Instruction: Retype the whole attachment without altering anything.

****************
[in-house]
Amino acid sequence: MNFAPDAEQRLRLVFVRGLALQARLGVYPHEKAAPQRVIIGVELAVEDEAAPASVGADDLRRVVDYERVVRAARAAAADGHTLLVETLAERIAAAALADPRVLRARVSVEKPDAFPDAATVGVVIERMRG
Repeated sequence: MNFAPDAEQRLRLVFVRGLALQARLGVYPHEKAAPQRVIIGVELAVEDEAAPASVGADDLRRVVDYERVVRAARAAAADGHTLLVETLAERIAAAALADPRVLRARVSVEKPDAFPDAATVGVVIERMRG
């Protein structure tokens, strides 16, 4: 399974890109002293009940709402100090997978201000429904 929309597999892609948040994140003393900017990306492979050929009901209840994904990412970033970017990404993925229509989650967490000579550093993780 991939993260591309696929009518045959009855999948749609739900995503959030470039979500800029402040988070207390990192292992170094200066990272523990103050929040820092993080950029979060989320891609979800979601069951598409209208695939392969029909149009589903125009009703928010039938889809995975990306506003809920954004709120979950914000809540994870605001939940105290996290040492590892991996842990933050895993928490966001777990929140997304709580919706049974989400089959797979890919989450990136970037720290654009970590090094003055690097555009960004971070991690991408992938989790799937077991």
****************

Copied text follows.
[in-house]
Amino acid sequence: MNFAPDAEQRLRLVFVRGLALQARLGVYPHEKAAPQRVIIGVELAVEDEAAPASVGADDLRRVVDYERVVRAARAAAADGHTLLVETLAERIAAAALADPRVLRARVSVEKPDAFPDAATVGVVIERMRG
Repeated sequence: MNFAPDAEQRLRLVFVRGLALQARLGVYPHEKAAPQRVIIGVELAVEDEAAPASVGADDLRRVVDYERVVRAARAAAADGHTLLVETLAERIAAAALADPRVLRARVSVEKPDAFPDAATVGVVIERMRG
């Protein structure tokens, strides 16, 4: 399974890109002293009940709402100090997978201000429904 929309597999892609948040994140003393900017990306492979050929009901209840994904990412970033970017990404993925229509989650967490000579550093993780 991939993260591309696929009518045959009855999948749609739900995503959030470039979500800029402040988070207390990192292992170094200066990272523990103050929040820092993080950029979060989320891609979800979601069951598409209208695939392969029909149009589903125009009703928010039938889809995975990306506003809920954004709120979950914000809540994870605001939940105290996290040492590892991996842990933050895993928490966001777990929140997304709580919706049974989400089959797979890919989450990136970037720290654009970590090094003055690097555009960004971070991690991408992938989790799937077991």